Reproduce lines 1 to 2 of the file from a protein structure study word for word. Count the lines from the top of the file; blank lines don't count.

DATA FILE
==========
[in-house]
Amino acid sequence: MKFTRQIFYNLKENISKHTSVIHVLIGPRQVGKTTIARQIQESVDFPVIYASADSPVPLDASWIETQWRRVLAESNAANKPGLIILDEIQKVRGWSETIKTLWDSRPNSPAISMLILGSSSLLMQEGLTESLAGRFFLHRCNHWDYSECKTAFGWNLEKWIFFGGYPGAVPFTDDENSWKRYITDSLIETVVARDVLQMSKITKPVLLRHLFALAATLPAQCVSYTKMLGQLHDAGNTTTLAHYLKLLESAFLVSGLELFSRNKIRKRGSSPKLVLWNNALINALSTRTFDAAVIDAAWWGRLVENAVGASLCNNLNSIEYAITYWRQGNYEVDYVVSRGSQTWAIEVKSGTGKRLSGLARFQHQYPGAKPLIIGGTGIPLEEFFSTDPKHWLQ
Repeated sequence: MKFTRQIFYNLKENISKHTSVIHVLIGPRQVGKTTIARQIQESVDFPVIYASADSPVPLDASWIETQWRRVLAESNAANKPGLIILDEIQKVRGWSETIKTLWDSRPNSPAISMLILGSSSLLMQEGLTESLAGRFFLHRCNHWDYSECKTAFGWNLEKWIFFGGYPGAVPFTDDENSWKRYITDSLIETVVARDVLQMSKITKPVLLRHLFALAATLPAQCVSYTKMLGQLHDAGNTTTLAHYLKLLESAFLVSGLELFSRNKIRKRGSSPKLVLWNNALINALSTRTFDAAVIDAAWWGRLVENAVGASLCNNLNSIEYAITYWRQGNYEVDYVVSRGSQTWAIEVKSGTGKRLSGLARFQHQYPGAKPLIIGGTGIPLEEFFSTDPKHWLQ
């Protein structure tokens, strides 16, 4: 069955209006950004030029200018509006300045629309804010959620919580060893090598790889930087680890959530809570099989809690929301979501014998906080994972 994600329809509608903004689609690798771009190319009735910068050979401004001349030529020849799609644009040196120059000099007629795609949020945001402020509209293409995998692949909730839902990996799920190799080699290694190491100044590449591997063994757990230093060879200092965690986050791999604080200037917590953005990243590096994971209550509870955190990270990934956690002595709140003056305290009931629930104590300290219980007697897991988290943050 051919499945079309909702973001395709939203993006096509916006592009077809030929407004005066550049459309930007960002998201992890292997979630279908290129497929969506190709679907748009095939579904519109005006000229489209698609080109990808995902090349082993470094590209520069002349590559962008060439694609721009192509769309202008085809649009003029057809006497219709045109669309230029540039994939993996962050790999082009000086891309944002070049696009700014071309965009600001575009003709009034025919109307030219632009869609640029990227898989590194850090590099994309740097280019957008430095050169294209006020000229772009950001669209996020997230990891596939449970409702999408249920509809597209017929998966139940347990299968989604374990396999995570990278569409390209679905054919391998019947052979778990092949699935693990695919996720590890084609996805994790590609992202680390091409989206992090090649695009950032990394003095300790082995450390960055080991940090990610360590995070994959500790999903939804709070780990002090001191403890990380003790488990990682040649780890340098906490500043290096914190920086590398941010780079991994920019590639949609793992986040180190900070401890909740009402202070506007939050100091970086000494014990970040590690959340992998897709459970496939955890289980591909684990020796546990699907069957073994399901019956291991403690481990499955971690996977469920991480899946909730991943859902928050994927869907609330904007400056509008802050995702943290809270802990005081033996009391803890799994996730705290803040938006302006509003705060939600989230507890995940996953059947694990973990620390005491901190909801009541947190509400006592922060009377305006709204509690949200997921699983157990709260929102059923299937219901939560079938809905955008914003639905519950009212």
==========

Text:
[in-house]
Amino acid sequence: MKFTRQIFYNLKENISKHTSVIHVLIGPRQVGKTTIARQIQESVDFPVIYASADSPVPLDASWIETQWRRVLAESNAANKPGLIILDEIQKVRGWSETIKTLWDSRPNSPAISMLILGSSSLLMQEGLTESLAGRFFLHRCNHWDYSECKTAFGWNLEKWIFFGGYPGAVPFTDDENSWKRYITDSLIETVVARDVLQMSKITKPVLLRHLFALAATLPAQCVSYTKMLGQLHDAGNTTTLAHYLKLLESAFLVSGLELFSRNKIRKRGSSPKLVLWNNALINALSTRTFDAAVIDAAWWGRLVENAVGASLCNNLNSIEYAITYWRQGNYEVDYVVSRGSQTWAIEVKSGTGKRLSGLARFQHQYPGAKPLIIGGTGIPLEEFFSTDPKHWLQ